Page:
brightcove.createExperiences(); For more than five years, Kelli Peters has been living in a holding pattern, her life having been upended when two fellow parents at California’s Plaza Vista Elementary School planted drugs in her car.
But earlier this month, she was given a new release on life when an Orange County jury awarded her $5.7 million in damages against the parents, Jill and Kent Easter.
“It has been a five-and-a-half-year-ordeal,” says Peters. “We are so relieved to be past that civil stage. It is very nerve wracking.”
She adds, “People said, Why would you put yourself through that on top of everything else?’ You have to do it. You have to stick up for yourself. We were so bullied.”
Peters filed a civil suit against the fellow parents after they hatched a plan to frame Peters after Jill Easter (who has since changed her name to Ava Everheart), took offense when Peters said her son was “slow” to line up for after school pick up. Peters meant the word “slow” to indicate that the boy was walking slowly – but Jill Easter perceived the answer to be a crack about his intelligence.
For more on the revenge plot by fellow parents that turned Kelli Peters’ life upside down, pick up this week’s issue of PEOPLE on newsstands Friday
Jill Easter demanded the school principal fire Peters and claimed Peters had stalked her and her son and threatened to kill her. The conflict escalated when the Easters planted a bag containing marijuana, Percocet and Valium, as well as a marijuana pipe in Peters’ car.
Kent Easter then called Irvine police, and, disguising his voice in a south Asian accent and giving himself a false name, reported he’d seen Peters driving erratically in the school parking lot.
Peters Lived in Constant Fear of Being Arrested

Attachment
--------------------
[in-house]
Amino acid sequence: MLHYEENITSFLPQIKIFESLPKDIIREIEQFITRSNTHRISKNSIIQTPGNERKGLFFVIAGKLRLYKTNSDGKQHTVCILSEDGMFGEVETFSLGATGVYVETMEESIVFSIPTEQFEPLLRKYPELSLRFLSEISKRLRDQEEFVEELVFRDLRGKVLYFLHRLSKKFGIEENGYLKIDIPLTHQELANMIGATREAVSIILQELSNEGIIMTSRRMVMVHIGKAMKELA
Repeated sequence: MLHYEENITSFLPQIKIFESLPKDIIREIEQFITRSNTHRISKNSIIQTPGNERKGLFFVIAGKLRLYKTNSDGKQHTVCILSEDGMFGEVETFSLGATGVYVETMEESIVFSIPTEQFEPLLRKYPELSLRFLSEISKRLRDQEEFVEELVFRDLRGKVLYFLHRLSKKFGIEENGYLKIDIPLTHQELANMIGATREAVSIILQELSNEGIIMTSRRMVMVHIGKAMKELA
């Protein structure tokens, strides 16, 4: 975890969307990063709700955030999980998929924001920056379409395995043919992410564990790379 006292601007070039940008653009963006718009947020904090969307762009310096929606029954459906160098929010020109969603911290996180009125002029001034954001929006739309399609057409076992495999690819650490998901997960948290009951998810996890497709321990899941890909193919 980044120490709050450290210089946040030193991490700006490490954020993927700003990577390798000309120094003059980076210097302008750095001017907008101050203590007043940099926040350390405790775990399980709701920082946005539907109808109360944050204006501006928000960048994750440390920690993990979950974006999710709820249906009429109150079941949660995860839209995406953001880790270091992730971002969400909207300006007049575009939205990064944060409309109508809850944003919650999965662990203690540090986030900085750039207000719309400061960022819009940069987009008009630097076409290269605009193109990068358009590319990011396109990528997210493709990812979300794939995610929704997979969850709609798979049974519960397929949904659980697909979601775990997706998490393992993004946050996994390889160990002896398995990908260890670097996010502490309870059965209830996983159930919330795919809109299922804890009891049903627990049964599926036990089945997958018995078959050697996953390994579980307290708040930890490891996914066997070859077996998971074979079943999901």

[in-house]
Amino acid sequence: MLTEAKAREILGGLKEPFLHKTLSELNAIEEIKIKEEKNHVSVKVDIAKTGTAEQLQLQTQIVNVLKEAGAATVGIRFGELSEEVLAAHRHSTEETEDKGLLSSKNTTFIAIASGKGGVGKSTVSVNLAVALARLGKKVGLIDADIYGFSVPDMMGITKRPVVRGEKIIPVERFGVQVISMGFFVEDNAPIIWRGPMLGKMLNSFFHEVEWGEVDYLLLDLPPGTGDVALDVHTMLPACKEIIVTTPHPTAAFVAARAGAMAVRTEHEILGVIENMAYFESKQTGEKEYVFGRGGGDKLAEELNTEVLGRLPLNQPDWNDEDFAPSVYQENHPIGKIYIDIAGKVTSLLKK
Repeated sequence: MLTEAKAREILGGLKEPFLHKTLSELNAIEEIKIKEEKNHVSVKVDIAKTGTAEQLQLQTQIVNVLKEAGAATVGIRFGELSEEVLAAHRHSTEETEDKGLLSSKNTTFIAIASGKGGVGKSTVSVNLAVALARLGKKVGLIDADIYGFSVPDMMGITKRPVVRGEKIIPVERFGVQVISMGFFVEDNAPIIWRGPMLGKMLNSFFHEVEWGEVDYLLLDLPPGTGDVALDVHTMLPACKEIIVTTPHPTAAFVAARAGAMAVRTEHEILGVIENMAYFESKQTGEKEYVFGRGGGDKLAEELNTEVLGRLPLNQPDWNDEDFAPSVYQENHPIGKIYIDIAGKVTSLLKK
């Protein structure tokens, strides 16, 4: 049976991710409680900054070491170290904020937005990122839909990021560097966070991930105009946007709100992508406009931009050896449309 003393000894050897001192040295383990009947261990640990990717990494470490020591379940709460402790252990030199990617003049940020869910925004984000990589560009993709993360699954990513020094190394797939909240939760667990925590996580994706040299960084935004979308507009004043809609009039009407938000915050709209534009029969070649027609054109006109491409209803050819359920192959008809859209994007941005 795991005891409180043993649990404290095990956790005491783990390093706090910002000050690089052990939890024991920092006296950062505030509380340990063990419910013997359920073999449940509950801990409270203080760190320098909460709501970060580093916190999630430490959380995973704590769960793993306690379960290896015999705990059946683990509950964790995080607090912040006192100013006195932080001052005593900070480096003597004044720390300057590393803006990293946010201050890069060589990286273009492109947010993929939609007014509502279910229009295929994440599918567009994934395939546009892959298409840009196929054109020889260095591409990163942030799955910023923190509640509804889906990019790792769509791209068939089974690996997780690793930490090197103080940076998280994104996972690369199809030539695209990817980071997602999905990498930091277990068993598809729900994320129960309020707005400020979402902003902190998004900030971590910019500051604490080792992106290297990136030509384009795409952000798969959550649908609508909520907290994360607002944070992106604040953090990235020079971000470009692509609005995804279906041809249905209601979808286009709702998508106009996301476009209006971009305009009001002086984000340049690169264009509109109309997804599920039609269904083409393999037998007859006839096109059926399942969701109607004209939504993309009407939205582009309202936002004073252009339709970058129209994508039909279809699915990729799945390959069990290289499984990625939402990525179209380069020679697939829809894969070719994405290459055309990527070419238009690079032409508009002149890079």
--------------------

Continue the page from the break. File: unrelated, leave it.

For more than a year, Peters lived in constant fear that she would be arrested. The stress became so unbearable she said her hair started falling out. Her husband began suffering panic attacks.
“I was constantly talking to myself going over everything in my head, what will I say to people when I got arrested,” she says. “I was in the kitchen constantly talking to myself. Cutting lettuce and going over my story. My daughter would say, ‘Mom are you ok?’ I wouldn t even see her or notice her.
“I would cry all the time. I had a special place next to my bed I would hunker down and sit next to the bed and put a blanket over my head and try to get away from the noise and cry and cry. Now it sounds so stupid and dramatic but I just couldn’t get away from it.”
“You can’t even dream about this stuff,” adds Peters. “Would you ever think you are going to walk out and police are going to find drugs? It just doesn t make sense. It doesn t happen in the real world.”
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The ordeal also affected her daughter, who was bullied at school, she says.
On day, says Peters, she saw her daughter walking at the perimeter of the school: “She was crying,” Peters remembers. “She asked to play ‘tag’ with her normal group of friends and they told her she wasn t allowed to play with them anymore. The next day I noticed they are not sitting with her at lunch. She is just distraught. She is 10 and she has no friends. She would get into my car everyday and bawl her eyes out. ‘Nobody likes me.'”
Since the civil judgment, Peters now spends her time caring for her husband Bill, who is battling leukemia. Having the nightmare behind her and her family is the first step in shaking off the paranoia and depression they have fought for five years.
“We will get past this with baby steps,” says Peters. “It really took a toll on us. We fought a really hard fight and we were just exhausted. I am so glad it is over.”